A very strong association exists between increasing age and increasing severity of stage of MGD. A positive association exists between female sex and increasing severity of stage of MGD. A positive association exists between increasing severity of MGD and increasing levels of all the components of lipid profile namely LDL, HDL, Total cholesterol and Triglicerides.

Financial support and sponsorship

Nil.

Conflicts of interest

There are no conflicts of interest.



 
  References Top

1.
Nien CJ, Massei S, Lin G, Nabavi C, Tao J, Brown DJ, et al. Effects of age and dysfunction on human meibomian glands. Arch Ophthalmol 2011;129:462-9.  Back to cited text no. 1
    
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Viso E, Gude F, Rodríguez-Ares MT. The association of meibomian gland dysfunction and other common ocular diseases with dry eye: A population based study in Spain. Cornea 2011;30:1-6.  Back to cited text no. 4
    
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Zierhut M. Ocular surface and tear film and their dysfunction in dry eye. Surv Ophthalmol 2001;45:S203-10.  Back to cited text no. 5
    
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Shine WE, McCulley JP. Polar lipids in human meibomian gland secretions. Curr Eye Res 2003;26:89-94.  Back to cited text no. 6
    
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Bron AJ, Evans VE, Smith JA. Grading of corneal and conjunctival staining in the context of other dry eye tests. Cornea 2003;22:640-50.  Back to cited text no. 9
    
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Nichols KK, Foulks GN, Bron AJ, Glasgow BJ, Dogru M, Tsubota K, et al. The international workshop on meibomian gland dysfunction: Executive summary. Invest Ophthalmol Vis Sci 2011;52:1917-2085.  Back to cited text no. 10
    
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Rege A, Kulkarni V, Puthran N, Khandgave T. A clinical study of subtype-based prevalence of dry eye. J Clin Diagn Res 2013;7:2207-210.  Back to cited text no. 11
    
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Knop E, Knop N, Millar T, Obata H, Sullivan DA. The International Workshop on Meibomian Gland Dysfunction: Report of the subcommittee on anatomy, physiology, and pathophysiology of the meibomian gland. Investig Ophthalmol Vis Sci 2011;52:1938-78.  Back to cited text no. 14
    
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McCulley JP, Dougherty JM, Denau DG. Classification of chronic blepharitis. Ophthalmology 1982;89:1173-80.  Back to cited text no. 15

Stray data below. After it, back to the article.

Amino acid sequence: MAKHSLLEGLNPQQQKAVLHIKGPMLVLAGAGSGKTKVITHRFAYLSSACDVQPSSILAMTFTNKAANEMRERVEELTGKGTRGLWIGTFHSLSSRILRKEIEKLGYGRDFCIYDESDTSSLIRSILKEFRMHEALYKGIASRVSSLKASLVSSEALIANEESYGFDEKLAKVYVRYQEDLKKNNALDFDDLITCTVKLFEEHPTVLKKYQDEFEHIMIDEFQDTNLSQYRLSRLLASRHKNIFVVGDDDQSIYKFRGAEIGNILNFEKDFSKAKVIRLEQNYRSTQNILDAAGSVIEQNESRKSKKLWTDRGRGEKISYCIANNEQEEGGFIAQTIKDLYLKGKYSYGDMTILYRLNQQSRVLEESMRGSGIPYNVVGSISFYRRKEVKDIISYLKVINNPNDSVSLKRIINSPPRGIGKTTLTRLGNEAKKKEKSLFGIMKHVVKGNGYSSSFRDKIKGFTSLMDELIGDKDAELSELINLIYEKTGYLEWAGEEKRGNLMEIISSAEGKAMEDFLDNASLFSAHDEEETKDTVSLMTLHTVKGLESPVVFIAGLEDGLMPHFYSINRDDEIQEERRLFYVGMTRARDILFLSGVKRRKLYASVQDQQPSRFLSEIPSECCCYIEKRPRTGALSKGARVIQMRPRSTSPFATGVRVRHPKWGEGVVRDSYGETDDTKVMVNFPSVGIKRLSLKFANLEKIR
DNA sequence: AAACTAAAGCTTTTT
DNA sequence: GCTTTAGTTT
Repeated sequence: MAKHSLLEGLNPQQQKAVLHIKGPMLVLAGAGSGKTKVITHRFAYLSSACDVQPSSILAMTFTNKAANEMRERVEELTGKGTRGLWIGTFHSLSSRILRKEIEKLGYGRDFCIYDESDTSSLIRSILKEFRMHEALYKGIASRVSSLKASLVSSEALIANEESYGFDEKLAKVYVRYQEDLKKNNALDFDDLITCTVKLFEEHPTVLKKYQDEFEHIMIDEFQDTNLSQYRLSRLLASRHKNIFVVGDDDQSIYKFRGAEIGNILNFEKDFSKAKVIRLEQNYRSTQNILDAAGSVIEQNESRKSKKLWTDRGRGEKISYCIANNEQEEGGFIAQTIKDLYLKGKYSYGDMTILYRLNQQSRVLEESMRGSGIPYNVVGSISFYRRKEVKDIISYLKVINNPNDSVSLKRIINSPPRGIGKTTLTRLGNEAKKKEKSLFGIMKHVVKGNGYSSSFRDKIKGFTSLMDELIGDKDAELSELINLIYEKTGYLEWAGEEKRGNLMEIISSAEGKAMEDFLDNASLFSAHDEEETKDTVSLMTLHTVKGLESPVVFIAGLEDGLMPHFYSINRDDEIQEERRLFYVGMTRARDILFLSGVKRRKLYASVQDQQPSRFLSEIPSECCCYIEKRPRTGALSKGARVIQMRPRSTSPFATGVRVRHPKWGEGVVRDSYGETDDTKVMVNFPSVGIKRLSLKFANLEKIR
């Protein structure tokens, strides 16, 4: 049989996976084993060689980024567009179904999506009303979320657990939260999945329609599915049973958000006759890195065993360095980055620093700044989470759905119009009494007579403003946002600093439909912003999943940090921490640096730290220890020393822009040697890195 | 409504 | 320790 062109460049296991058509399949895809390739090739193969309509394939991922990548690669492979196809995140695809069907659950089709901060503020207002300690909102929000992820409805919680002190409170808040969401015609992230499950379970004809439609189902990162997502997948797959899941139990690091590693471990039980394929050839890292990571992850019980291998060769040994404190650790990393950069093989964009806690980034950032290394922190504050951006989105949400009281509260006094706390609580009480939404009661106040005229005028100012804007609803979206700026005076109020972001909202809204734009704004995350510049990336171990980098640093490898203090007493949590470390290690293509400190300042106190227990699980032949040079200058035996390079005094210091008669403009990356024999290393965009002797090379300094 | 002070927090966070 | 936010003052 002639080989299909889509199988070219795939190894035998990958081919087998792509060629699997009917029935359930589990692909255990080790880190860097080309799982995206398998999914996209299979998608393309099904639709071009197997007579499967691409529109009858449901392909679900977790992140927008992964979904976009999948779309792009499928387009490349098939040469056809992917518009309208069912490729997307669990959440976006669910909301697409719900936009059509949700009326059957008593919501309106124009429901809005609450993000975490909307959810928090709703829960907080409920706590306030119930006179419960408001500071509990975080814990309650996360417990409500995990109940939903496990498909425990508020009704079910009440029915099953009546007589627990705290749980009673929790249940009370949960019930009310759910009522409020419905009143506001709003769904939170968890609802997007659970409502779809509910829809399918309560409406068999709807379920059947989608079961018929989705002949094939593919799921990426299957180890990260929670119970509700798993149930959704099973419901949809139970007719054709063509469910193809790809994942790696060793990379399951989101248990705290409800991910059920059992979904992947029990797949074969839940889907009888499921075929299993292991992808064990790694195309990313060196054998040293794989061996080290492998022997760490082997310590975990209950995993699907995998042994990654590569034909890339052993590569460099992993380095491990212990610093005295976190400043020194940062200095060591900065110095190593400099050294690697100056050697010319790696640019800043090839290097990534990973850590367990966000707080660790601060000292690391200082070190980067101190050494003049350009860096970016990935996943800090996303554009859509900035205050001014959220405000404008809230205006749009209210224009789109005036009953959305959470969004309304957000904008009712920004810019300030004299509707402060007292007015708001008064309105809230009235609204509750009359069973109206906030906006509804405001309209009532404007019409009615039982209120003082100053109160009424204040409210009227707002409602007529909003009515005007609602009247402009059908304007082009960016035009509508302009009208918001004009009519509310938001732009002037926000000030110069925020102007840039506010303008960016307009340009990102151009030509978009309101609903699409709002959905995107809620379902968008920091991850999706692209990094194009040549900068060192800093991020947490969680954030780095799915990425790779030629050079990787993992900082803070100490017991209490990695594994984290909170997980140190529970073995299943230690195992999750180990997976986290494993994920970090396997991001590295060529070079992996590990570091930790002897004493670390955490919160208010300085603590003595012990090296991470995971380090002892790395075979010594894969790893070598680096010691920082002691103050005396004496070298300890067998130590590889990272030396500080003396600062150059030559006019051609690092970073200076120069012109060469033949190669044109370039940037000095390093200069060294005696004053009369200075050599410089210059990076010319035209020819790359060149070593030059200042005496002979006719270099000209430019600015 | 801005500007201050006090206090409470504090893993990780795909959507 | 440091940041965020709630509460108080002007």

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Shine WE, McCulley JP. Role of wax ester fatty alcohols in chronic blepharitis. Investig Ophthalmol Vis Sci 1993;34:3515-21.  Back to cited text no. 16
    
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Bettelheim FA, Brown WH, Campbell MK, Farrell SO, Torres OJ. Introduction to general, organic and biochemistry. 2015.  Back to cited text no. 17
    
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Ford E, Li C, Zhao G, Pearson WS, Mokdad AH. Hypertriglyceridemia and its pharmacologic treatment among US adults. Arch Intern Med 2009;169:572-8.  Back to cited text no. 18
    
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Villani E, Canton V, Magnani F, Viola F, Nucci P, Ratiglia R. The aging meibomian gland: An in vivo confocal study. Investig Ophthalmol Vis Sci 2013;54:4735-40.  Back to cited text no. 19
    
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Bukhari AA. Associations between grade of meibomian gland dysfunction and dyslipidemia. Ophthal Plast Reconstr Surg 2013;29:101-3.  Back to cited text no. 20
    
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Braich PS, Howard MK, Singh JS. Dyslipidemia and its association with meibomian gland dysfunction. Int Ophthalmol 2016;36:469-76.  Back to cited text no. 21
    
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Rege A, Kulkarni V, Puthran N, Khandgave T. A clinical study of subtype-based prevalence of dry eye. J Clin Diagn Res 2013;7:2207-10.  Back to cited text no. 22
    
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Dao AH, Spindle JD, Harp BA, Jacob A, Chuang AZ, Yee RW. Association of dyslipidemia in moderate to severe meibomian gland dysfunction. Am J Ophthalmol 2010;150:371-5.  Back to cited text no. 23
    
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Pinna A, Blasetti F, Zinellu A, Carru C, Solinas G. Meibomian gland dysfunction and hypercholesterolemia. Ophthalmology 2013;120:2385-9.  Back to cited text no. 24
    
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Jacob JM, Pillai SS, Goudinho SJ. The association of meibomian gland dysfunction with dyslipidemia—A case-control study. World J Pharm Res 2016;5:1390-6.  Back to cited text no. 25
    


    Figures

  [Figure 1], [Figure 2], [Figure 3], [Figure 4], [Figure 5], [Figure 6], [Figure 7]
 
 
    Tables

  [Table 1], [Table 2], [Table 3]